That explains the date of the first partition of Poland but it still offers no proof that everything was peaceful between Germans and Poles during partitions. In fact it was not.
- Uprising in 1794
- Early 1830
- the policy of Germanization is picking up and Polish is forbidden in schools and administration.
- Uprising of 1846
- Prussia and Russia sign a pack of co-operation in their fight against Poles rising yet again (Powstanie Styczniowe, i.e. the January Uprising of 1963-64
Bismarck intensifies the policy of Germanization
the process of "rugi pruskie" begins - expulsion of Poles from Eastern Prussian provinces who did not have German citizenship.
HAKATA created (although the name was adopted later) for the purpose of further limiting Polish culture and language in the eastern parts of Prussia.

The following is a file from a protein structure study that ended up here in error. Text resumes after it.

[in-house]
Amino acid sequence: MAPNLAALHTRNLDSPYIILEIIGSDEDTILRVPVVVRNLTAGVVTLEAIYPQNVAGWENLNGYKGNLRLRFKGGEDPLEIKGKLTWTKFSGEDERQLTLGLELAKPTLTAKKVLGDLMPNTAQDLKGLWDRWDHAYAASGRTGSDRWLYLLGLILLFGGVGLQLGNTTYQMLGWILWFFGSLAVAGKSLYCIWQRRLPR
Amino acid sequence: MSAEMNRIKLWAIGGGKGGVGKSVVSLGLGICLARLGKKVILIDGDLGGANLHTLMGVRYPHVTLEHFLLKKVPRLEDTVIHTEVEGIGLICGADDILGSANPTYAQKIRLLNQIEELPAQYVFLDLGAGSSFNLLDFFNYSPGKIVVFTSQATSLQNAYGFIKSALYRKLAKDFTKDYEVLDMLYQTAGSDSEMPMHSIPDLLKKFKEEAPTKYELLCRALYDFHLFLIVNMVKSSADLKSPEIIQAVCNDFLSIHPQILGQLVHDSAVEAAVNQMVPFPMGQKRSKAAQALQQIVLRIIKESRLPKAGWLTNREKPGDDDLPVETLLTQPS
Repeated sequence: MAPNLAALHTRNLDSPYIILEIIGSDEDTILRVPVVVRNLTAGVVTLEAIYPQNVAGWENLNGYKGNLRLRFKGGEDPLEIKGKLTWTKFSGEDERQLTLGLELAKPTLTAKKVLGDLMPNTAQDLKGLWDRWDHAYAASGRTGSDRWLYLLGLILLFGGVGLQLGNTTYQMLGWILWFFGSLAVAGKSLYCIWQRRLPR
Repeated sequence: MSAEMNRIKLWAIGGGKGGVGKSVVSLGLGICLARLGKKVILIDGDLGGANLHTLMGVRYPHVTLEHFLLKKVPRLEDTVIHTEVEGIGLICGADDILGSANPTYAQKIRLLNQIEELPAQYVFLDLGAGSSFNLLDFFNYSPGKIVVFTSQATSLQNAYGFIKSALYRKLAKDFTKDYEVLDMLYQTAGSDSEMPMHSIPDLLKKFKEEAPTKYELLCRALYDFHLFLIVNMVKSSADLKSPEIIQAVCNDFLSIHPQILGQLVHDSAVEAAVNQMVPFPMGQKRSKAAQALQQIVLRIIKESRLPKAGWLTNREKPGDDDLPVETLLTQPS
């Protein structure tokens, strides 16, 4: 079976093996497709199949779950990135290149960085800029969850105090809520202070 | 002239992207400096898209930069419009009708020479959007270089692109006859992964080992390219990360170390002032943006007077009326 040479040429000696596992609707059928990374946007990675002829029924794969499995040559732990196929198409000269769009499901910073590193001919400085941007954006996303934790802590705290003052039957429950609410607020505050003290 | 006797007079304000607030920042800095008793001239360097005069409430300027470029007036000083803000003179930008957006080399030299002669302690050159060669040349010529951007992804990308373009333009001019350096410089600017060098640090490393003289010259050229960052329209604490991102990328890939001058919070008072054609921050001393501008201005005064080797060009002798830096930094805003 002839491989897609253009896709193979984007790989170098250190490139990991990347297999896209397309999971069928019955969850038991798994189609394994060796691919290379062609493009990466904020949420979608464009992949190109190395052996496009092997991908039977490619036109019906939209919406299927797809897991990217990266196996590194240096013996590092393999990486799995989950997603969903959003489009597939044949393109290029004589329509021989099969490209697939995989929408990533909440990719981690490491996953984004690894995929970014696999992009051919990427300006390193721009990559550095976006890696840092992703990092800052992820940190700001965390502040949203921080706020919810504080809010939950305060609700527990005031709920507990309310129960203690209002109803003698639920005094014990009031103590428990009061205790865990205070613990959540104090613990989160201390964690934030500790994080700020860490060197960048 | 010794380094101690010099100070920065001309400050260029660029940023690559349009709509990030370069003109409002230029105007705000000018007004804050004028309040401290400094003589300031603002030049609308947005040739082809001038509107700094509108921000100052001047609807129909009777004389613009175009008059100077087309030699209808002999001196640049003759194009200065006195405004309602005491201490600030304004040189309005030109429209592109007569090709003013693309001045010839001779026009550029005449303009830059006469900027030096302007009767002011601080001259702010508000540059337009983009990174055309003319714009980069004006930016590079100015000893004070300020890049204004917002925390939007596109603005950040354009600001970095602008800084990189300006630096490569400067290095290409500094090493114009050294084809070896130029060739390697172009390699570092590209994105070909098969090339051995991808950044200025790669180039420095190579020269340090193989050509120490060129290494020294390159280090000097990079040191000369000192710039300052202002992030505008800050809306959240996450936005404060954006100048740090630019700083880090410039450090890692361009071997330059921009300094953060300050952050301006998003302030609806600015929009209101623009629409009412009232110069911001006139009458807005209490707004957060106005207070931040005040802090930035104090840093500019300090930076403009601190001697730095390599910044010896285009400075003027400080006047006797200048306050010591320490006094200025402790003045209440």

- The strikes in Wrzesnia, 1901-1902
. Poles protested against the removal of the Polish language from the religious education and against severe corporal punishments inflicted on Polish children who dared to speak their native language. Poles were punished with fines and jail terms
There. That's how peaceful it was.
As for the Polish army, I never saw anything wrong with knowing how to pull a trigger or throw a grenade properly. Heck, a lot of kids who served in tank divisions at least could learn how to drive a tractor with a flare ;)